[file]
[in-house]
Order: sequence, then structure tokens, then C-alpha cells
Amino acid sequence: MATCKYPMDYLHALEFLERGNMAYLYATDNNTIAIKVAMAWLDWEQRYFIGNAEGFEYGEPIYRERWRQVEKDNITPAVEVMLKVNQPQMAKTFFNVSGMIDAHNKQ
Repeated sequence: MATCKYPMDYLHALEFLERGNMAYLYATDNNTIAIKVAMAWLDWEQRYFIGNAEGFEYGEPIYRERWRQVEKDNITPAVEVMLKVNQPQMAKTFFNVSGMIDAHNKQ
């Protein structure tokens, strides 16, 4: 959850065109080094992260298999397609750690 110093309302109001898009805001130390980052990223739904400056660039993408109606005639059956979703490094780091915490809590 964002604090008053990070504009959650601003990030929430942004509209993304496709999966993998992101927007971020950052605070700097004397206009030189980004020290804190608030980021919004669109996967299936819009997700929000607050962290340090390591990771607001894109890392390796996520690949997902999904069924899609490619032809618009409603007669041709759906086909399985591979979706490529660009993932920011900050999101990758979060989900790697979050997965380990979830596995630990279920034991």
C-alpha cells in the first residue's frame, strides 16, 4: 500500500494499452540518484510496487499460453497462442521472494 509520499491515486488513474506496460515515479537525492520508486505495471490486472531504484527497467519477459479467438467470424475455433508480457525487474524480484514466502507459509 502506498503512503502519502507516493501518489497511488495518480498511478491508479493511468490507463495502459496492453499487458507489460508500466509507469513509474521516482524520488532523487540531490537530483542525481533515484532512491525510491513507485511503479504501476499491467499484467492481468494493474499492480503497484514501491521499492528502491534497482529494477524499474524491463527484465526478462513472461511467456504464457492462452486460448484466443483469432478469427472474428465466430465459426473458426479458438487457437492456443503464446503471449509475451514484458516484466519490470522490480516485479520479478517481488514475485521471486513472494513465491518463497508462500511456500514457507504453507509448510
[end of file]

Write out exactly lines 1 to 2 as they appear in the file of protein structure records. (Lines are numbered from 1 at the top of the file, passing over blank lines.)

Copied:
[in-house]
Order: sequence, then structure tokens, then C-alpha cells